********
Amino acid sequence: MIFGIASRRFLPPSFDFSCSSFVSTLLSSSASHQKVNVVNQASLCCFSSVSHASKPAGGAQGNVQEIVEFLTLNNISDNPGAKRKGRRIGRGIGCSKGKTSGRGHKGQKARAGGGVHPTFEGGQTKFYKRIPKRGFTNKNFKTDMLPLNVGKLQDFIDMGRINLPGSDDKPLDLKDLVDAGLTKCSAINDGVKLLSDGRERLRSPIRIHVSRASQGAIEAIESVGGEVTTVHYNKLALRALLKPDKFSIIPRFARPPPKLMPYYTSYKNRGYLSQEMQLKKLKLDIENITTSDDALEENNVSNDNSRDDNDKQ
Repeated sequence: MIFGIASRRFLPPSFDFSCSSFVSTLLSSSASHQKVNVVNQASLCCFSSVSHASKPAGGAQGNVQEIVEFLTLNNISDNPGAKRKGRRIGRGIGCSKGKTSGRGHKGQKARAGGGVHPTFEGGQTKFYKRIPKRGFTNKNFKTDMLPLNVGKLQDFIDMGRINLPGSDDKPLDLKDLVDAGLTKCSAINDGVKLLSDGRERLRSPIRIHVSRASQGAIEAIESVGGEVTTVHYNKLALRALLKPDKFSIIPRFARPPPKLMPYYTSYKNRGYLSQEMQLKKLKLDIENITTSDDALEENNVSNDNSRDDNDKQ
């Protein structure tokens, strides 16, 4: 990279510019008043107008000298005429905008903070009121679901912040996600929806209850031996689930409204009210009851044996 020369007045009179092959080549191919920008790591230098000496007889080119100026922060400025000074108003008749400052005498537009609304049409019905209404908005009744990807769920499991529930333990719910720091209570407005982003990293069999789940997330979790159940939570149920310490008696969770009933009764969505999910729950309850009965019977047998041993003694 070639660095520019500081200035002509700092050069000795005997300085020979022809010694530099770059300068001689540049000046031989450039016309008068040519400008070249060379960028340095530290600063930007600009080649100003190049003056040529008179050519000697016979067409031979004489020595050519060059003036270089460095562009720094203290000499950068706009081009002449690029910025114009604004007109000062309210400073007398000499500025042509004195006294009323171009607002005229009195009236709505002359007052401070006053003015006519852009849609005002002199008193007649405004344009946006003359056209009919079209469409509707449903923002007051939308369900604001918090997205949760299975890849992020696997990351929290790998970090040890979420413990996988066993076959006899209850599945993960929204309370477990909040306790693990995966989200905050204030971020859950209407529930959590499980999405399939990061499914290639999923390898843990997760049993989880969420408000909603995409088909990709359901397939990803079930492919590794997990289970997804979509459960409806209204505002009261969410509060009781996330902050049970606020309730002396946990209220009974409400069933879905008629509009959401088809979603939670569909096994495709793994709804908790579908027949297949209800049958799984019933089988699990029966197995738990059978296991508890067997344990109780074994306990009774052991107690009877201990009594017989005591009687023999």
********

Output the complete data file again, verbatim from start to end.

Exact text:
Amino acid sequence: MIFGIASRRFLPPSFDFSCSSFVSTLLSSSASHQKVNVVNQASLCCFSSVSHASKPAGGAQGNVQEIVEFLTLNNISDNPGAKRKGRRIGRGIGCSKGKTSGRGHKGQKARAGGGVHPTFEGGQTKFYKRIPKRGFTNKNFKTDMLPLNVGKLQDFIDMGRINLPGSDDKPLDLKDLVDAGLTKCSAINDGVKLLSDGRERLRSPIRIHVSRASQGAIEAIESVGGEVTTVHYNKLALRALLKPDKFSIIPRFARPPPKLMPYYTSYKNRGYLSQEMQLKKLKLDIENITTSDDALEENNVSNDNSRDDNDKQ
Repeated sequence: MIFGIASRRFLPPSFDFSCSSFVSTLLSSSASHQKVNVVNQASLCCFSSVSHASKPAGGAQGNVQEIVEFLTLNNISDNPGAKRKGRRIGRGIGCSKGKTSGRGHKGQKARAGGGVHPTFEGGQTKFYKRIPKRGFTNKNFKTDMLPLNVGKLQDFIDMGRINLPGSDDKPLDLKDLVDAGLTKCSAINDGVKLLSDGRERLRSPIRIHVSRASQGAIEAIESVGGEVTTVHYNKLALRALLKPDKFSIIPRFARPPPKLMPYYTSYKNRGYLSQEMQLKKLKLDIENITTSDDALEENNVSNDNSRDDNDKQ
């Protein structure tokens, strides 16, 4: 990279510019008043107008000298005429905008903070009121679901912040996600929806209850031996689930409204009210009851044996 020369007045009179092959080549191919920008790591230098000496007889080119100026922060400025000074108003008749400052005498537009609304049409019905209404908005009744990807769920499991529930333990719910720091209570407005982003990293069999789940997330979790159940939570149920310490008696969770009933009764969505999910729950309850009965019977047998041993003694 070639660095520019500081200035002509700092050069000795005997300085020979022809010694530099770059300068001689540049000046031989450039016309008068040519400008070249060379960028340095530290600063930007600009080649100003190049003056040529008179050519000697016979067409031979004489020595050519060059003036270089460095562009720094203290000499950068706009081009002449690029910025114009604004007109000062309210400073007398000499500025042509004195006294009323171009607002005229009195009236709505002359007052401070006053003015006519852009849609005002002199008193007649405004344009946006003359056209009919079209469409509707449903923002007051939308369900604001918090997205949760299975890849992020696997990351929290790998970090040890979420413990996988066993076959006899209850599945993960929204309370477990909040306790693990995966989200905050204030971020859950209407529930959590499980999405399939990061499914290639999923390898843990997760049993989880969420408000909603995409088909990709359901397939990803079930492919590794997990289970997804979509459960409806209204505002009261969410509060009781996330902050049970606020309730002396946990209220009974409400069933879905008629509009959401088809979603939670569909096994495709793994709804908790579908027949297949209800049958799984019933089988699990029966197995738990059978296991508890067997344990109780074994306990009774052991107690009877201990009594017989005591009687023999």